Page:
David Constantine Belongings; reviews, interviews & poem features
‘Above all, David Constantine is a “humane” poet – a word often used in connection with his work, as if in noticing and detailing the ways of the world he is doing so on behalf of all that is best in us. For over forty years he has shaped a body of work that stands in comparison with that of any of his contemporaries, not just at home but internationally, navigating and negotiating that space between everyday events and their metaphysical or spiritual “otherness”.’ - Poet Laureate Simon Armitage, on behalf of the Queen's Gold Medal for Poetry Committee
was one of the first poets to be published by Bloodaxe, making his debut in 1980 with A Brightness to Cast Shadows
, just two years after the press was founded. His Collected Poems
(2004) was followed by three later collections: Nine Fathom Deep
(2014), and his eleventh collection, Belongings
, in October 2020. Two months' later he was announced as winner of the Queen's Gold Medal for Poetry 2020. He will be presented with the award in 2021.
The Poetry Medal Committee recommended David Constantine as this year’s recipient on the basis of his eleven books of poetry, in particular his Collected Poems
, published in 2004, which spans three decades of his work. The Committee is chaired by UK Poet Laureate Simon Armitage, who himself received the Queen’s Gold Medal for Poetry for 2018. Full story here
Feature in The Guardian here
. Alison Flood spoke to both David Constantine and to his poetry publisher of 40 years, Neil Astley of Bloodaxe Books.
Oxford Brookes Poetry Centre, Poem of the Week, online 19 February 2021
Oxford Brookes University Poetry Centre featured David Constantine’s poem ‘Maps’ from his eleventh collection Belongings
as their weekly poem on 19 February 2021.
Bookanista, online Monday 26 October 2020
Two poems from David Constantine’s eleventh collection Belongings were featured on Bookanista on 26 October 2020 to mark publication.
The poems are 'Ballad of the barge from hell' and 'Ballad of the slave ship in the eye of heaven'. They make for a striking, accessible and pointed pairing. The credit mentioned that they were written for the BBC Radio 3 play The Good Ship Esperanza.
Read the illustrated feature here
'There is a spirit that suffuses this collection, and it is perhaps best seen in ‘I will hold you in the light’, which is about relationships with loved ones, about the things that really matter... A map of David Constantine’s poetry reveals many different features, including his work as a translator, but also certain characteristics; a clarity of expression, a reverence for nature, and an overarching humanity.' - Greg Freeman, Write Out Loud [on Belongings]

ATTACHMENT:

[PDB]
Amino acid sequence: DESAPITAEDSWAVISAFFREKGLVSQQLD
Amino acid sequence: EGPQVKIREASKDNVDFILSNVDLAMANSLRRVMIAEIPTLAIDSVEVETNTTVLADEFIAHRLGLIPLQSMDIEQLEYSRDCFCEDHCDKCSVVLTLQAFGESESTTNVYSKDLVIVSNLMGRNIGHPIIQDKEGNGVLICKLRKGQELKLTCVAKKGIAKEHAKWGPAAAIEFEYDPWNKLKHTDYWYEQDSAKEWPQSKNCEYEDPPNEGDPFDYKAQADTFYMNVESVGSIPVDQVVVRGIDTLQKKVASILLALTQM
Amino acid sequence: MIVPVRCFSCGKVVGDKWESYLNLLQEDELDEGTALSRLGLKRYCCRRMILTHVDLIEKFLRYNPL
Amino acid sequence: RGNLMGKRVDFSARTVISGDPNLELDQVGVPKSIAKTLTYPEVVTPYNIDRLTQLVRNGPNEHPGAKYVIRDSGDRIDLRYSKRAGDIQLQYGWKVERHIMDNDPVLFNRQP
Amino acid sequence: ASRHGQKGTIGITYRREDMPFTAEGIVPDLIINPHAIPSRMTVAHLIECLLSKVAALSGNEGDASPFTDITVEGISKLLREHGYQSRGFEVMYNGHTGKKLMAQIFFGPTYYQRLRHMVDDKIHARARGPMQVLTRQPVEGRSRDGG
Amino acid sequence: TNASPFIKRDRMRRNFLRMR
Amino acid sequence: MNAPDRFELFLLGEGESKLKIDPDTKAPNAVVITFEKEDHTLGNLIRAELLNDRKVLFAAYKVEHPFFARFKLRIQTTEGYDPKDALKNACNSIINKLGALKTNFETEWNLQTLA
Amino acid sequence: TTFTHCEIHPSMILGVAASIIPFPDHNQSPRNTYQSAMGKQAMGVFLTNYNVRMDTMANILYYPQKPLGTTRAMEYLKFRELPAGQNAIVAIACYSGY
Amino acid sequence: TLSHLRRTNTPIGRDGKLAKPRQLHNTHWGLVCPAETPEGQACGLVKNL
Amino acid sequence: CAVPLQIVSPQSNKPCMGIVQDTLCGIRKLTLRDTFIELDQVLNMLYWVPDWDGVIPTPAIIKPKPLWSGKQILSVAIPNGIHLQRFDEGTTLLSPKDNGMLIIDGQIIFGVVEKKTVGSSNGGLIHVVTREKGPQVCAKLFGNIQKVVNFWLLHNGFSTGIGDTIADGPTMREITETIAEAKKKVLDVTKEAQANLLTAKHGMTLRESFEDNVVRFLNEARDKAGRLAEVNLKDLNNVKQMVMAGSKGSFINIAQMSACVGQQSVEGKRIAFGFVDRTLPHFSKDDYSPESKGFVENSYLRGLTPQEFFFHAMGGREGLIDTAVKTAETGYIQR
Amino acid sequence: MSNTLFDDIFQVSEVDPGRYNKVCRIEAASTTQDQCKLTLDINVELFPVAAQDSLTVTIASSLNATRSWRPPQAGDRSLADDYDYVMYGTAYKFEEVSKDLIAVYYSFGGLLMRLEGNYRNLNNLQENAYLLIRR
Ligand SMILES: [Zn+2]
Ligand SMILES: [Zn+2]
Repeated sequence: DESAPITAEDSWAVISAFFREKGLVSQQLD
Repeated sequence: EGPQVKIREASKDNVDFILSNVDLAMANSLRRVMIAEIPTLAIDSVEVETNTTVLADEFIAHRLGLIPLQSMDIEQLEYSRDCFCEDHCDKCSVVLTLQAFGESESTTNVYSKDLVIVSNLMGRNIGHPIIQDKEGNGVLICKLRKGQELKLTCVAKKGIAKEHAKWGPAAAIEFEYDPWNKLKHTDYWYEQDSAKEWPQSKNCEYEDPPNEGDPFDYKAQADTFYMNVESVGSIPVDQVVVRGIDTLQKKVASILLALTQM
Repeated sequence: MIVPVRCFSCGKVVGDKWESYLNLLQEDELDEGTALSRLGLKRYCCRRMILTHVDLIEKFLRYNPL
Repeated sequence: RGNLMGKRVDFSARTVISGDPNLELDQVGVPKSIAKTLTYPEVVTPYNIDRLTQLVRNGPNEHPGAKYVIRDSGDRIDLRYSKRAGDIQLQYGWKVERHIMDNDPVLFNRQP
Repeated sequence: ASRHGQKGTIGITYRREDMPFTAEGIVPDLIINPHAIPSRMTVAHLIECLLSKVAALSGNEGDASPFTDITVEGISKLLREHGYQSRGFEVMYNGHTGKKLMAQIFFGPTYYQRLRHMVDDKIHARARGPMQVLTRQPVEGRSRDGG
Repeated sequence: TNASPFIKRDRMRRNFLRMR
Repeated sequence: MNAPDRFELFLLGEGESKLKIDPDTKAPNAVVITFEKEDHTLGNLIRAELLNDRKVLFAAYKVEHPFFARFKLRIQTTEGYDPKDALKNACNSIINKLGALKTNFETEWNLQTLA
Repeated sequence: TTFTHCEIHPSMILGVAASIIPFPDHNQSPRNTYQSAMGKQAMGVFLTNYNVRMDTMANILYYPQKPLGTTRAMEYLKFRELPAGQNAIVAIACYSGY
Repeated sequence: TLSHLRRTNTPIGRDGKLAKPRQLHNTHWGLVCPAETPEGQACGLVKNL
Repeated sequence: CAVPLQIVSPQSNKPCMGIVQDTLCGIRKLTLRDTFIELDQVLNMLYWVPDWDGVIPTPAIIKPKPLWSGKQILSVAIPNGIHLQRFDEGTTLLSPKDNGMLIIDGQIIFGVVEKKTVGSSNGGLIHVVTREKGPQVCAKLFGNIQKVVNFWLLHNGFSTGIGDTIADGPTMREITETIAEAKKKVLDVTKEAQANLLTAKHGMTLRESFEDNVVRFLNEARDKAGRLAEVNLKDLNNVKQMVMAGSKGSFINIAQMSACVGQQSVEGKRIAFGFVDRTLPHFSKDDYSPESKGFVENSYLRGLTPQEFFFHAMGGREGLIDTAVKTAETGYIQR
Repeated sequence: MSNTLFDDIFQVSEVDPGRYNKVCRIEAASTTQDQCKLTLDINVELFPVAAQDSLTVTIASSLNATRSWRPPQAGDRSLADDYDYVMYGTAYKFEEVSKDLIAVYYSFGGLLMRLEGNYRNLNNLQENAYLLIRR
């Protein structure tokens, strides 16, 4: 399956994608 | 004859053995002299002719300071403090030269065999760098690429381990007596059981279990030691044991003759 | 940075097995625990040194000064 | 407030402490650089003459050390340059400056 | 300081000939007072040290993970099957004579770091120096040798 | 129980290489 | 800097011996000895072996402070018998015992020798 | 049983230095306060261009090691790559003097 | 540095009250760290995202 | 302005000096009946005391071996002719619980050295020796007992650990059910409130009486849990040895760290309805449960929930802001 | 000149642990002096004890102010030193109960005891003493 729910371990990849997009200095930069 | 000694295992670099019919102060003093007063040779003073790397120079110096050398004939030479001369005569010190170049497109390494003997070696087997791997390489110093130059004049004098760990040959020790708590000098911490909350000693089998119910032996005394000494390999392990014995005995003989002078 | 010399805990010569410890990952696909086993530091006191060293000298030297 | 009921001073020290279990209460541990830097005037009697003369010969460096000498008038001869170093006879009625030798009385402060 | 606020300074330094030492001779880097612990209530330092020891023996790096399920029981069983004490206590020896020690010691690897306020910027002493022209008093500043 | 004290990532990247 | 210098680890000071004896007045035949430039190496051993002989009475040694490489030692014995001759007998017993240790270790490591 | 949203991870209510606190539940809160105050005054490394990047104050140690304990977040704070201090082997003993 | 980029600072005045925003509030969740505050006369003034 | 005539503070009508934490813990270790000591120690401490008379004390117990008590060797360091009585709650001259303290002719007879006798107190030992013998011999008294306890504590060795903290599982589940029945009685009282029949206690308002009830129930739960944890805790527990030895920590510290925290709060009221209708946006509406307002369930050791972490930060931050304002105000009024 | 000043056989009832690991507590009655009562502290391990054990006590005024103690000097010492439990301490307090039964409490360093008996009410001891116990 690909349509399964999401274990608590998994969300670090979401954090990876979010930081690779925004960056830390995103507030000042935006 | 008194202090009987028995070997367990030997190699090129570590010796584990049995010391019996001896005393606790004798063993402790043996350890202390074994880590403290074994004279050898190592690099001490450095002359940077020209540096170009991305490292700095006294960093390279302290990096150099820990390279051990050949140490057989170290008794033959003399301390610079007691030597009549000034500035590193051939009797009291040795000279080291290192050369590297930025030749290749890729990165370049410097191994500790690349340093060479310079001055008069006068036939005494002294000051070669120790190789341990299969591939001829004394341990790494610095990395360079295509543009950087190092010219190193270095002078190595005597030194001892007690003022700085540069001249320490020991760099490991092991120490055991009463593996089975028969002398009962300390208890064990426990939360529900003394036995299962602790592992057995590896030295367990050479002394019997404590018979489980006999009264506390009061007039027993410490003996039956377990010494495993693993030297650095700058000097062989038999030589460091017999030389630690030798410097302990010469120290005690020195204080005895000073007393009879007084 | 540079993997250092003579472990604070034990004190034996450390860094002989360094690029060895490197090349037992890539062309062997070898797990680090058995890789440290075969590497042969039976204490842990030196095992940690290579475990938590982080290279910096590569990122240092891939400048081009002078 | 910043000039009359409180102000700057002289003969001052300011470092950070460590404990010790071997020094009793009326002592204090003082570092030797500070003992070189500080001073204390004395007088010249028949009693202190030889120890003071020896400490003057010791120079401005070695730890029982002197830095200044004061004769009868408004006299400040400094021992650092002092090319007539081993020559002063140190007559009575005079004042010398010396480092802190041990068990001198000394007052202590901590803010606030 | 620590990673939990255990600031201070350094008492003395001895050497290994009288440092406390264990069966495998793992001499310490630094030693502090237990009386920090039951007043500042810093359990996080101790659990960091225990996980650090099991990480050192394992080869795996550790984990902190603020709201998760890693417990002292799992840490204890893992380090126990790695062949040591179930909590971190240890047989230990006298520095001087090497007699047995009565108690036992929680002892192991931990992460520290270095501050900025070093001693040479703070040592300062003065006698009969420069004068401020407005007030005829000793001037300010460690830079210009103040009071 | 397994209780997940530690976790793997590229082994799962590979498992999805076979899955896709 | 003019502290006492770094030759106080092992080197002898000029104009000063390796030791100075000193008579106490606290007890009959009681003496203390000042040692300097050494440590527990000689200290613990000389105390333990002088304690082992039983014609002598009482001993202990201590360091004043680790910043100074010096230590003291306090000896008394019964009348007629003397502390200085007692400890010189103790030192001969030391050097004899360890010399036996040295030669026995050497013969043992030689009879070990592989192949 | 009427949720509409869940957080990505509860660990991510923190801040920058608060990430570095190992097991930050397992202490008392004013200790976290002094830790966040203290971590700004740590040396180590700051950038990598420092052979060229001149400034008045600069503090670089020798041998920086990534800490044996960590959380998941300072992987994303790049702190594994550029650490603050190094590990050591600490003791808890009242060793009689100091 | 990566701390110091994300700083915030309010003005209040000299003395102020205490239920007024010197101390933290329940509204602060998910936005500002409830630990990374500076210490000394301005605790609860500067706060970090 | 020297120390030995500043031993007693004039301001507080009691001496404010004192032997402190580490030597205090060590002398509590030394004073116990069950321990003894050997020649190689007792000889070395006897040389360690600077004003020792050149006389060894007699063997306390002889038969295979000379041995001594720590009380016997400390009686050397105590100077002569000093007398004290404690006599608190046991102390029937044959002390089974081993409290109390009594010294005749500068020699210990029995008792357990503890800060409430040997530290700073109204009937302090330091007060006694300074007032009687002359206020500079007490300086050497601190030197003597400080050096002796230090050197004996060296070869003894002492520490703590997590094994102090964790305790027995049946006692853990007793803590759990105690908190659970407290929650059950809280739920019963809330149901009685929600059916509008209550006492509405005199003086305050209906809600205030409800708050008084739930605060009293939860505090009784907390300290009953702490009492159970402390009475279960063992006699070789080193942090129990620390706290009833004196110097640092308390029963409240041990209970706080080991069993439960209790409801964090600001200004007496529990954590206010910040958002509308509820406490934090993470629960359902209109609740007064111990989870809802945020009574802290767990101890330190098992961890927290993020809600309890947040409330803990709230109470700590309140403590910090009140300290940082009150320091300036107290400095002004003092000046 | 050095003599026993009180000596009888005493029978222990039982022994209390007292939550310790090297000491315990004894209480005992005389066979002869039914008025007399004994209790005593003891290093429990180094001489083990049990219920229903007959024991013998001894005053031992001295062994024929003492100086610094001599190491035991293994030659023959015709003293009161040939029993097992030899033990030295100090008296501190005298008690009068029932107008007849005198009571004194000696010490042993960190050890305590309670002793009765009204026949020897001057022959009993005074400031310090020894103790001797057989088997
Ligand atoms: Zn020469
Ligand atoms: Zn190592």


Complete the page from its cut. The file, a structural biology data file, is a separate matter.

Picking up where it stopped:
Read the full review here
RADIO 3 PUBLICITY FOR DAVID CONSTANTINE
The Essay: Let Me Take You There, Thursday 21 May 2020, 10.45 pm
David Constantine was commissioned to write a prose piece for Radio 3’s The Essay
’s strand ‘Let Me Take You There’. This fifteen-minute essay was broadcast in May 2020, and is still available on The Essay
’s webpages. David Constantine narrates his piece about a childhood holiday and its surroundings, and discusses the idea of ‘belonging’. His eleventh collection Belongings
would have been published in the spring, but was rescheduled to October due to the pandemic.
‘In these exceptional times, Radio 3 has specially commissioned major writers to share their special place, and each night of the week, one of them offers to take us there and share it with us.Episode 9. The award-winning poet, translator and short-story writer, David Constantine, travels back to his childhood:
"The beginning was a stream that ran past the front door of an end-terrace house we rented for our summer holidays. A narrow alley bordered this water as far as our step and there became a footpath and went on through a kissing gate. We were there for a week or a fortnight one summer after another, but only three or four in all, around the year of the coronation. Just across the stream was an ancient church, St Mary’s, with a sailing ship on its tower as a weathervane. The water ran quick and crystal clear. It sparkled in the sunshine of a child’s summer holidays. My younger brother and I sailed a small boat on it. One of us let her go, the other caught her some yards further down."
[19 February 2021]
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